Nobel laureate Desmond M. Tutu, in his first public statement since returning home from a widely publicized three-month international tour, today called for a campaign of "persuasive pressure" requiring foreign companies to attach reformist conditions to their investments here for a test period of 18 months to two years.

Tutu, addressing a press conference in Johannesburg, said he was not yet campaigning for the withdrawal of foreign capital from South Africa but said a campaign of political, diplomatic and economic pressure against South Africa is "our last chance to avert a bloodbath."

If the conditions were not met within the specified time, "the pressure must become punitive and economic sanctions should be applied," Tutu said.

It was the first time the Nobel laureate has adopted a specific position on the divestiture issue that affects a large number of American companies operating here.

His call for "persuasive pressure" stands in marked contrast to the Reagan administration's policy of "constructive engagement," which is based upon a premise of close cooperation with the South African government.

As a South African it is illegal for Tutu to advocate economic sanctions against his country. And, until now, he has been deliberately vague on divestiture while giving a general impression that he favors increased foreign pressure to force the white-minority government to dismantle its segregationist system called apartheid.

Even the call which Tutu made today, with its implicit threat of sanctions, could mean that he is running a risk of prosecution, but he apparently has judged that his increased international status since being awarded the Nobel Peace Prize has afforded him a degree of protection.

In calling for conditional investment, Tutu has opted for a middle course between divestiture and appealing to American companies operating in South Africa to adhere to a code of conduct called the Sullivan Principles.

This code, to which about 120 of the 350 American companies operating in South Africa subscribe but which Tutu considers inadequate, was devised by the Rev. Leon L. Sullivan of Philadelphia.

It requires companies do such things as improve working conditions for black employes and ensure that they are paid the same wages as whites.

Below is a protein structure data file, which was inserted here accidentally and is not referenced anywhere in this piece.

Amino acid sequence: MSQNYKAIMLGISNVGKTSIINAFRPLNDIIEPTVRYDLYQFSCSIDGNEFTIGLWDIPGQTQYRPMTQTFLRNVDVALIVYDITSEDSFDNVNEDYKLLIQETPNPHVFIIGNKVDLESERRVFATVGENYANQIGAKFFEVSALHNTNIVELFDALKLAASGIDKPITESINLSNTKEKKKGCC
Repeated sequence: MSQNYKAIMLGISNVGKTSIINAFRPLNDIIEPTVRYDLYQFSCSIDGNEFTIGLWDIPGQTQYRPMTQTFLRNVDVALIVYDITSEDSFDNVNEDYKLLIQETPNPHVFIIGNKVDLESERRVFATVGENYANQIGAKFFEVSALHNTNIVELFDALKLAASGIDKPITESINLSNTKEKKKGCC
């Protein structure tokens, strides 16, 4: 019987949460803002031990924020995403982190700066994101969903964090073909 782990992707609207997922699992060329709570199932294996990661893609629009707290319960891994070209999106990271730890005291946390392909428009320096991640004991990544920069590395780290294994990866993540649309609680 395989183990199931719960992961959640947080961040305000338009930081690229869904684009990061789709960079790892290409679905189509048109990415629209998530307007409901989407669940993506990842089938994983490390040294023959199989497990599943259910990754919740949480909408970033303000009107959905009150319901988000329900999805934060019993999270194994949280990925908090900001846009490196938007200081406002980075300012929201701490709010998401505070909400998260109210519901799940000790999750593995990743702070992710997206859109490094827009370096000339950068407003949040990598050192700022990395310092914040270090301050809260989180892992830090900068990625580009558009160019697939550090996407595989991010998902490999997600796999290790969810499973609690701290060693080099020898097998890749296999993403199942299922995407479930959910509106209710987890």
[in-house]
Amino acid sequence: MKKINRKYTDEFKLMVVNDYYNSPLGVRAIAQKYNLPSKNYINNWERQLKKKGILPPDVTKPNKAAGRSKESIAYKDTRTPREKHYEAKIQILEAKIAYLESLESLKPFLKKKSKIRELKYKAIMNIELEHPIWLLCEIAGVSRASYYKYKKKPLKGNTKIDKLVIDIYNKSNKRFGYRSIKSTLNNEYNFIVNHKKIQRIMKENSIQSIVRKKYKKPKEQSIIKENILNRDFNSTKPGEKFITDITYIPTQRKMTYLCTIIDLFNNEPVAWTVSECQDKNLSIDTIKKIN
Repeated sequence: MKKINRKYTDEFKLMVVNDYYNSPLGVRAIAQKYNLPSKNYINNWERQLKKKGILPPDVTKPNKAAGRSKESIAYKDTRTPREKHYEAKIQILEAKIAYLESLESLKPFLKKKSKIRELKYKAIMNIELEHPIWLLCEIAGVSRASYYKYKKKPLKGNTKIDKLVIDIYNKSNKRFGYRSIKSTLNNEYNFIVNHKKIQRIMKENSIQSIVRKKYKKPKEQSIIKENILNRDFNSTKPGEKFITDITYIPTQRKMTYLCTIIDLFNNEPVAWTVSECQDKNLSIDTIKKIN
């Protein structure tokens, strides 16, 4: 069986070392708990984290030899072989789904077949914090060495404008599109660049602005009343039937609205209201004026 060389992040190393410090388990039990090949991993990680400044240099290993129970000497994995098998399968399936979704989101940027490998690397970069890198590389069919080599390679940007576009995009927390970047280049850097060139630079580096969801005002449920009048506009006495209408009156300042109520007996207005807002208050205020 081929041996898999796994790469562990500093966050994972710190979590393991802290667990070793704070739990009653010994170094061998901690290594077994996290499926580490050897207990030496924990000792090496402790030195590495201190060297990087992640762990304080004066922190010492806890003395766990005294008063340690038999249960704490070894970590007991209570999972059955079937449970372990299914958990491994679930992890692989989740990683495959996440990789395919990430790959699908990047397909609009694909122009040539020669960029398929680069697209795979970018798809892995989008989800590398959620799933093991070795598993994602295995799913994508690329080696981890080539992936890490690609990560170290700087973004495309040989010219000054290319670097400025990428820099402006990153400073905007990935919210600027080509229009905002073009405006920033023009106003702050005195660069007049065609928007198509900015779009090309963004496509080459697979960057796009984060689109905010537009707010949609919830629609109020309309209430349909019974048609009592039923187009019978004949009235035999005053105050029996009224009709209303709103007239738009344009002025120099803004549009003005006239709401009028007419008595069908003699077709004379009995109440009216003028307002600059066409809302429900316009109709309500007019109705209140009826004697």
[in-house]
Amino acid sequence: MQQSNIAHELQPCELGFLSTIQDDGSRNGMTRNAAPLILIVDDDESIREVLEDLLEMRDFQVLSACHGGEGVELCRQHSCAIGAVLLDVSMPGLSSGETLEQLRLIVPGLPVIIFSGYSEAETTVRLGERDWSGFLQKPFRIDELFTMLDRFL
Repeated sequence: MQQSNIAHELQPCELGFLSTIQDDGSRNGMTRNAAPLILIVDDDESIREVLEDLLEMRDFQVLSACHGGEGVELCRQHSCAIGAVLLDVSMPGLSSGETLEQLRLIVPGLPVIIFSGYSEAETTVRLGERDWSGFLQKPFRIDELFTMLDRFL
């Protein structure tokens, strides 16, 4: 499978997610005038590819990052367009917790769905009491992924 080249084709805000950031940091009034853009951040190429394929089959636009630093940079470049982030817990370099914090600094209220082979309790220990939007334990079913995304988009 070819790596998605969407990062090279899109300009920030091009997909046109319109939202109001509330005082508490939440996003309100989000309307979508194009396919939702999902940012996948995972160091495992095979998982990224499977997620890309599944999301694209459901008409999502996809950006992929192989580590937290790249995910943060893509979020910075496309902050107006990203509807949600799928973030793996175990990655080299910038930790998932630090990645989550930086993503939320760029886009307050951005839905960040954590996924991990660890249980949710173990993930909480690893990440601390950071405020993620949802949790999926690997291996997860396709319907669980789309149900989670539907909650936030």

Last month, a meeting of subscribing companies agreed to lobby for social changes as well.

Tutu wants a more overtly political and time-related kind of pressure.

Under his "persuasive pressure" campaign, he said, investing companies should demand that specific reforms be made within a certain time.

The changes should include the abolition of the migrant labor system and the housing of black workers with their families, ending the pass laws which prevent blacks from moving freely into the cities, unrestricted labor union rights for all and investment in black education training.

"If these reforms are not implemented within the time limit, then the pressure must become punitive and economic sanctions should be imposed," Tutu said.

He said his proposal was intended to "show that we are trying to be reasonable. We are saying, 'Please can you give us a way of changing apartheid reasonably peacefully.' "

But the Nobel laureate warned that he might reassess his standpoint on divestiture in less than two years, "because I think that we are having a crisis in this country that is deepening."

Tutu, who met with three presidents, including President Reagan, two monarchs and an array of prime ministers and foreign ministers during his sojourn abroad to receive the Nobel prize, returns as the most widely acclaimed black man in his country's history.

But he firmly renounced any claim to political leadership of his people.

He said his major concern now would be to serve as the new Anglican bishop of Johannesburg, a post he assumes next month.

"I am a political leader by default," Tutu said, "because the real leaders of our people are either in prison or in exile."

He added that as bishop of South Africa's largest and most racially mixed city, "I want to be pastor to all the people and to care for all of them. I am concerned for both black and white."

He said he hoped his diocese would become "an effective instrument for campaigning for justice and reconciliation."

Tutu, whose calls for increased pressure on South Africa have made him a hated figure to many whites, fielded a number of hostile questions with a mixture of bantering humor and reflective sadness.

"I love to be loved perhaps more than most," he said, "and it is a great ache that people deliberately misconstrue what I say. Perhaps one day they will discover that I am not the ogre they think I am."

A moment later the mercurial bishop responded with peals of laughter to a reporter's suggestion that President Pieter W. Botha might also win the Nobel Peace Prize, as Menachem Begin did. He then added with a sudden two-edged soberness: "They [the ruling white Afrikaner minority] are God's children as well, and, belonging to the Church of God, Botha is my brother whether he likes it or not, and I have a responsibility for him."

In his prepared statement, Tutu emphasized that the growing anti-apartheid sentiment in the world should not be equated with racial feelings against whites.